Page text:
Arctic marathon attempt sees Northampton man sign waiver against being eaten by a polar bear

Jonathan Davies with his sister, Clare
Jonathan Davies with his sister, Clare

A Northampton man who is running an Arctic marathon in minus 30 degrees Celsius tempratures has said the thing he is most nervous of is the danger of being eaten by a polar bear.

Jonathan Davies, from Cross Brooks in Wootton Fields, will spend a week walking in temperatures below minus 30 degrees Celsius during the trip from Eagle Plains in Yukon, to the edge of the Arctic Ocean.

Jonathan Davies in training

Jonathan Davies in training

By undertaking the challenge, he aims to raise thousands of pounds for Great Ormond Street Hospital and Smith-Magenis Syndrome Foundation UK - a rare learning disability which his younger sister Clare has.

The 33-year-old paramedic said: “We had to sign a waiver about the risk of karibou attacks and being eaten by polar bears.”

Mr Davies will begin by flying to Vancouver in Canada on March 15, ready to begin the 350-mile trek on March 20.

He said: “I’ve been training for nine months and am currently running for about 35 hours per week in full kit, including the balaclava.

“But the race itself is walked because it’s important to control body temperature.

“About 30 people take part every year but only 11 people have completed it in the last nine years. But I don’t plan on failing.

“You spend most of the time alone, sometimes in white-out blizzards, and there is minimal help available. My plan is to walk about 50 miles per day and sleep for four hours at a time.”

The 6633 Ultra race claims to be the “toughest, coldest and windiest extreme ultra marathon on the planet” and sees participants complete 120 or 350-mile walking journeys mainly along the Dempster Highway - the treacherous ice road featured in Channel Five’s Ice Road Truckers -into the Arctic Circle and, for the longer race, up to the edge of the Arctic Ocean at Tuktoyaktuk.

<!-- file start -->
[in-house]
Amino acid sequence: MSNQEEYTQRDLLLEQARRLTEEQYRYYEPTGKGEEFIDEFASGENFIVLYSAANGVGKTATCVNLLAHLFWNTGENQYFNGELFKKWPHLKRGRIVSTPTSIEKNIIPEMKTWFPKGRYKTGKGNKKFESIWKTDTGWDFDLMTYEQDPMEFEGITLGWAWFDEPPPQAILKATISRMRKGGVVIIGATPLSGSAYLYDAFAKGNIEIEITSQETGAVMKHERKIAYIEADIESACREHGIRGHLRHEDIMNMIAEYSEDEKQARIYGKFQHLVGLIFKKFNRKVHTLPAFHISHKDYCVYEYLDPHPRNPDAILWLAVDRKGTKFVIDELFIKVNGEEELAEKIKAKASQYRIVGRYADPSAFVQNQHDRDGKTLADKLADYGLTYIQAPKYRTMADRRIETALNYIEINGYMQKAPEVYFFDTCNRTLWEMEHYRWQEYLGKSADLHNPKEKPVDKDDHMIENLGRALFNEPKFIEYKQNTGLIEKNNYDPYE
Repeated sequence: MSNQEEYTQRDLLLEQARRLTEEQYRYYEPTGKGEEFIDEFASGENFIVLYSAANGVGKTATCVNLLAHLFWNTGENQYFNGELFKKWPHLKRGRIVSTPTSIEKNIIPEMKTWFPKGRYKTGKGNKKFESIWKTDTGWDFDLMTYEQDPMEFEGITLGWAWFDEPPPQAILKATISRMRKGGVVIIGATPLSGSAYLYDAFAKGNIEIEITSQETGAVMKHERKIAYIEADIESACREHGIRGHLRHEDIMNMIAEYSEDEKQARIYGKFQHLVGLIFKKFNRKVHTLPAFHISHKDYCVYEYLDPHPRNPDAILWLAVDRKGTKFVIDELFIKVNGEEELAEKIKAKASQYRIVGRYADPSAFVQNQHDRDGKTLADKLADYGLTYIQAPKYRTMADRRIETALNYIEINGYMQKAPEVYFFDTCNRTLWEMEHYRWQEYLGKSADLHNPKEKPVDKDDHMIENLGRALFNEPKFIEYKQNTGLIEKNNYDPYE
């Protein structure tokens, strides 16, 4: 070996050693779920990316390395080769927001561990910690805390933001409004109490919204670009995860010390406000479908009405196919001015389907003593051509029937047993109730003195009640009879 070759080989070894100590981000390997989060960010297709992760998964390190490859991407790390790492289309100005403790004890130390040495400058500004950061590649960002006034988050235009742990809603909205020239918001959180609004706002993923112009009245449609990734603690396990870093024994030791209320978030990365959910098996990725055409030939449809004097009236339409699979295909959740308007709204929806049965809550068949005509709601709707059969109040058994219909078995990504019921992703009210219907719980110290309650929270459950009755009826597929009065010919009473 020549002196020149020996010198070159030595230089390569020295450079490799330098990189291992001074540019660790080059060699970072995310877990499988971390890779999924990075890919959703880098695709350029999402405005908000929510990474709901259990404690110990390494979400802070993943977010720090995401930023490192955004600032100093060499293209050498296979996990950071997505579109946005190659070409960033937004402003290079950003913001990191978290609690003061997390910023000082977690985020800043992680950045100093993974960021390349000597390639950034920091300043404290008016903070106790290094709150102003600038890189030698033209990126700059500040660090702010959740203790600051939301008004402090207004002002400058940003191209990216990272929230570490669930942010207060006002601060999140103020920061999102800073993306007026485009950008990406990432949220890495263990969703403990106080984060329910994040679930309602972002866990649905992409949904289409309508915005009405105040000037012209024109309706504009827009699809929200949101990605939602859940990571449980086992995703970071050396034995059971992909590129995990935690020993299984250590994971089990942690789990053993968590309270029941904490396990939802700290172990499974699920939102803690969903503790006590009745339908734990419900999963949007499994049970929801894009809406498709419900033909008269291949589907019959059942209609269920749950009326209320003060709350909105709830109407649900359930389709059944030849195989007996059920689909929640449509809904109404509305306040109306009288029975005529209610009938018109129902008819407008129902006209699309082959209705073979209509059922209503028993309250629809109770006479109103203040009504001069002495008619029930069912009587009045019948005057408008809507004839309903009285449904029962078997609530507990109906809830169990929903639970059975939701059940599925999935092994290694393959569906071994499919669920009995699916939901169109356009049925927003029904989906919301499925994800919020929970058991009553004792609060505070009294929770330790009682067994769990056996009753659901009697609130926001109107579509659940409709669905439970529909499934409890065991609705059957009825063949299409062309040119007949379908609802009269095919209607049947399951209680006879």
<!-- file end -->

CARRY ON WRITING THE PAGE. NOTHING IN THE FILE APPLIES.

Those taking part in the longer race, such as Mr Davies, will finish at Tuktoyaktuk. They will take with them an eight-day kit on a sled and stopping to camp and eat along the way.

There are two checkpoints before the finish line which guarantee only emergency shelter and hot water.

Already a keen athlete, Mr Davies has embarked on extreme physical challenges for charity and plans on taking part in seven marathons this year.

In preparation for the Ultra 6633, he has been doing long treks in Brompton Valley and along the Grand Canal in Northamptonshire, as well as up Mount Snowdon and around the Brecon Beacons in Wales.

Mr Davies said:“I’m excited but quite nervous - mainly about the prospect of going to the toilet in sub-zero temperatures as you cannot expose any part of your body at any point.

“I’ve had lots of support from my girlfriend, family and friends, including those back in my hometown of Larne in Northern Ireland.”

To add to the support and find out more, visit Mr Davies’ Facebook page: Jonny Davies Yukon 6633 2015.